： (Salvador Dali, Surrealism, Grandmaster)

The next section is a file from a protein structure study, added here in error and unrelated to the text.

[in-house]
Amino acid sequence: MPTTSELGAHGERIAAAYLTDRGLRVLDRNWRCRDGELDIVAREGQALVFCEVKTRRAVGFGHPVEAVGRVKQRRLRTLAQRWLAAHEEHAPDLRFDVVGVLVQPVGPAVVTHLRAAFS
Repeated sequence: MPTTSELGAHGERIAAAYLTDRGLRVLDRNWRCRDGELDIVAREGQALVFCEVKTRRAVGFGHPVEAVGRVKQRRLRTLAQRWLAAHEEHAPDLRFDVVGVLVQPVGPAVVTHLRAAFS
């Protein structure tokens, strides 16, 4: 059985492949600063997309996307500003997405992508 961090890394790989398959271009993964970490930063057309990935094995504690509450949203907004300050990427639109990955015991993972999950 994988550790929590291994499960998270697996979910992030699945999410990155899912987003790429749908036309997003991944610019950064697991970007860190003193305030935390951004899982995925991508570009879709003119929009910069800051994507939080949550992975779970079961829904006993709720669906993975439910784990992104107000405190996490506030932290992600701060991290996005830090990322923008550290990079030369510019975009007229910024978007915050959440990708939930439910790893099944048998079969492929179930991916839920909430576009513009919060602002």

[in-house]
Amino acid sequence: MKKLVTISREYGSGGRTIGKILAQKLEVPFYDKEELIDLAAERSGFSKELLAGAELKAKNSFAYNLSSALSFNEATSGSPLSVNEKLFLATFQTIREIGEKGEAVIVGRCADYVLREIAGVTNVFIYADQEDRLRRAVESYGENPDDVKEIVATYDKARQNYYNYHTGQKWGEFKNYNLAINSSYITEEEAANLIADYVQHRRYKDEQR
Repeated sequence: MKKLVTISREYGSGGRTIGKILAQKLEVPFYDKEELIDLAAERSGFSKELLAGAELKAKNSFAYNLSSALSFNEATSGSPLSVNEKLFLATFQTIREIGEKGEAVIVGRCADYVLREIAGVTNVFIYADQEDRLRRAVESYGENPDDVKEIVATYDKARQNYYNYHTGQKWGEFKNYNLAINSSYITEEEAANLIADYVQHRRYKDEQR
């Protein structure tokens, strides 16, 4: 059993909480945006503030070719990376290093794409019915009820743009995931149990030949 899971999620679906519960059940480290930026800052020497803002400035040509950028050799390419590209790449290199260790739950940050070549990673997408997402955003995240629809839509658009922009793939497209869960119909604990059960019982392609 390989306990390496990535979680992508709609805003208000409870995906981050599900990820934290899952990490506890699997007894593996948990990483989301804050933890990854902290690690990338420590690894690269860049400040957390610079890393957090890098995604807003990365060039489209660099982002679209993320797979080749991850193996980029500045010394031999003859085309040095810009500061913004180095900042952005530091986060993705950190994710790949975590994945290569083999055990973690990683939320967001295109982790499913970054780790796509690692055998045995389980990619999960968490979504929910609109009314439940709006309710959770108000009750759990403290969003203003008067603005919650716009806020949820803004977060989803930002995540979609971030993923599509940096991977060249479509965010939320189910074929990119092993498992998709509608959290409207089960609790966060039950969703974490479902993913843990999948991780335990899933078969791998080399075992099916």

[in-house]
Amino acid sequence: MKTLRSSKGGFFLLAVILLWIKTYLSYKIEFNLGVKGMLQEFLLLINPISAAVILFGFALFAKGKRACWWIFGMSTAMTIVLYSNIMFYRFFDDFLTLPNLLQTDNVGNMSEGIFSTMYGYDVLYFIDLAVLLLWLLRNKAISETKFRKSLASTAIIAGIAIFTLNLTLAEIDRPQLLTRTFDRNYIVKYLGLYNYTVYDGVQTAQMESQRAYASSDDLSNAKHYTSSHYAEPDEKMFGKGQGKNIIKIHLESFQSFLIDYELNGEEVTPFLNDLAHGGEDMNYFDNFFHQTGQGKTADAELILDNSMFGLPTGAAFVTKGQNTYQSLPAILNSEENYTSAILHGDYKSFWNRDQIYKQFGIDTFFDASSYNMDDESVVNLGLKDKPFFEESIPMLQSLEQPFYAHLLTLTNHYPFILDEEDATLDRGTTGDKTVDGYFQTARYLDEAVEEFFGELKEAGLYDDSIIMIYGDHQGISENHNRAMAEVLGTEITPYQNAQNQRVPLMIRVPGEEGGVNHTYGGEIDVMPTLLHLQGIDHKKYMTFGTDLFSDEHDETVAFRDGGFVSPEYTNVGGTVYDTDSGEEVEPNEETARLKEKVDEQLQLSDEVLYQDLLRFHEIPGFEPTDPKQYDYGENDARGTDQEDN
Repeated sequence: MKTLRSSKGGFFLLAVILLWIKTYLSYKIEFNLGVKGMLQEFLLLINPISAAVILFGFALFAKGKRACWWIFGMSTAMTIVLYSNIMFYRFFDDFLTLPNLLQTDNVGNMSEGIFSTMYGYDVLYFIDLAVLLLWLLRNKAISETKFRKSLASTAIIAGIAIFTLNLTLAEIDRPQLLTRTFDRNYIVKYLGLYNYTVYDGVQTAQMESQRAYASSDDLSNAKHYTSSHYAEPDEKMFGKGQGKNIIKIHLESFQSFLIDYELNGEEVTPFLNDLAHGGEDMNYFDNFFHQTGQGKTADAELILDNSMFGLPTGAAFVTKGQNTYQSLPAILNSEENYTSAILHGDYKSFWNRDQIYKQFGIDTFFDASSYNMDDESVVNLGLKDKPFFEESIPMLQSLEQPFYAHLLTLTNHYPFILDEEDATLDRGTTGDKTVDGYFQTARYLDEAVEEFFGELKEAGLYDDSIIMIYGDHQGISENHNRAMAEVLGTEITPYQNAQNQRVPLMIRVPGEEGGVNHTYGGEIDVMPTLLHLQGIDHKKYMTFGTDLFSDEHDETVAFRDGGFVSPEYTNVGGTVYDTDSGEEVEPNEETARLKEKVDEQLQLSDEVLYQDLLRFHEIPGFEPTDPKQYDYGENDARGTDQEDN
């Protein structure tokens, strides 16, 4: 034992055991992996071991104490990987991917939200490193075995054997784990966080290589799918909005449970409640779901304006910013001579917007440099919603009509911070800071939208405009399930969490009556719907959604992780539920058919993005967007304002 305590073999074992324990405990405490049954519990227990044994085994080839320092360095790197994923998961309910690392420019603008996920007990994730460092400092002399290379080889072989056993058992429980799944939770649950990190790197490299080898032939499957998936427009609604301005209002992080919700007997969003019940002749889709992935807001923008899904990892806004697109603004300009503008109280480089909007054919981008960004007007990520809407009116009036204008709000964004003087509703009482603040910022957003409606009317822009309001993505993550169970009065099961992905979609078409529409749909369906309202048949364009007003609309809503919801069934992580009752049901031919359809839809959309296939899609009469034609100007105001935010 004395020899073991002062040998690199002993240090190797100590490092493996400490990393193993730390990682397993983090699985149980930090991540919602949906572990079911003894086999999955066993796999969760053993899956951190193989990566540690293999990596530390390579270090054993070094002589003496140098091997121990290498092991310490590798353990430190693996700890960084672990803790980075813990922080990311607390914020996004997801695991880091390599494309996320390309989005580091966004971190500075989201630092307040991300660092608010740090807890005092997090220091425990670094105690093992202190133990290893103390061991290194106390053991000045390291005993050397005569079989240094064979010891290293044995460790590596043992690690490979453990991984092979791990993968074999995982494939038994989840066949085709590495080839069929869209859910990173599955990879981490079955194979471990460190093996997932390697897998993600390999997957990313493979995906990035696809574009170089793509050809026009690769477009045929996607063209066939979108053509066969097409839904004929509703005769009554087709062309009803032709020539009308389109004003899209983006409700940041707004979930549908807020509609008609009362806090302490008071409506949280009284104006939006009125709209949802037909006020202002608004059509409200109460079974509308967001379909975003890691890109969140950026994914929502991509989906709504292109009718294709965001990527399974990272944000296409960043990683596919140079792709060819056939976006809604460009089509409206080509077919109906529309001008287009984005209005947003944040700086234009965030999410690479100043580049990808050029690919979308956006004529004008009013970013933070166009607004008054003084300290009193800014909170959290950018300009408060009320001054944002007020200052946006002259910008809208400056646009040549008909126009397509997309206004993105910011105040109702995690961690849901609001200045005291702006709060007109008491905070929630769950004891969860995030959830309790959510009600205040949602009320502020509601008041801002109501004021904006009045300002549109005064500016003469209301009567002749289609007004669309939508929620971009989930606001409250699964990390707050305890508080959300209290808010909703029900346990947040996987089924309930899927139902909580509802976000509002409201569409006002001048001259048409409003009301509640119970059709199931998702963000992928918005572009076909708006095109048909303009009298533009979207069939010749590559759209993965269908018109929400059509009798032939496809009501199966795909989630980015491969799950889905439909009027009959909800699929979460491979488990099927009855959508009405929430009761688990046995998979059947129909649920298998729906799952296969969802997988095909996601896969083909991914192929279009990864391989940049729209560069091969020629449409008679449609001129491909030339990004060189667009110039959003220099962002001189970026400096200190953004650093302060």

Salvador Dalí was always much more than one of Surrealism’s leading figures. A painter, a designer, an engraver and a sculptor as well as a writer and a set designer, Dalí is one of the undisputed geniuses of the twentieth century art world. In the span between his first painting, executed in 1910 at the age of six and his last work in 1983, the Spanish artist created an universe, where dreamlike, eccentric and symbolic themes intertwine seamlessly. A virtuoso gifted with dazzling skills and technique, Dalí was a masterly engraver who could produce equally outstanding work in drypoint, etching, woodcut and lithography and was able to illustrate superbly a broad range of texts from different eras. The pièce de résistance of the exhibition presented are the illustrations of Dante’s The Divine Comedy. Commissioned in 1957 and completed in 1968, this is a grandiose depiction of the poem. The amount of work needed to produce these lithographies is truly staggering: every illustration requires as many as 35 colours and a total of 3,000 woodcuts is employed. Dalí’s mastery of drypoint gives birth to three further masterpieces included here: Faust (1969), a vivid representation of Goethe’s text, the delicate and dreamlike Japanese Fairy Tales (1976) and Tristan and Isolde (1969), a myth close to the master’s art and the subject of one of his most famous paintings for the Bacchanale ballet in 1944. The exhibition includes also the spectacular etchings illustrating the gothic novel The Castle of Otranto. Lastly, it presents the two series commissioned by the Israeli government. In The Twelve Tribes of Israel (1968) Dalí portrays with acumen the story of the roots of the Jewish people. In Aliyah (1968) the artist tells the tale of the rebirth of the state of Israel with brightly, boldly coloured lithographies.
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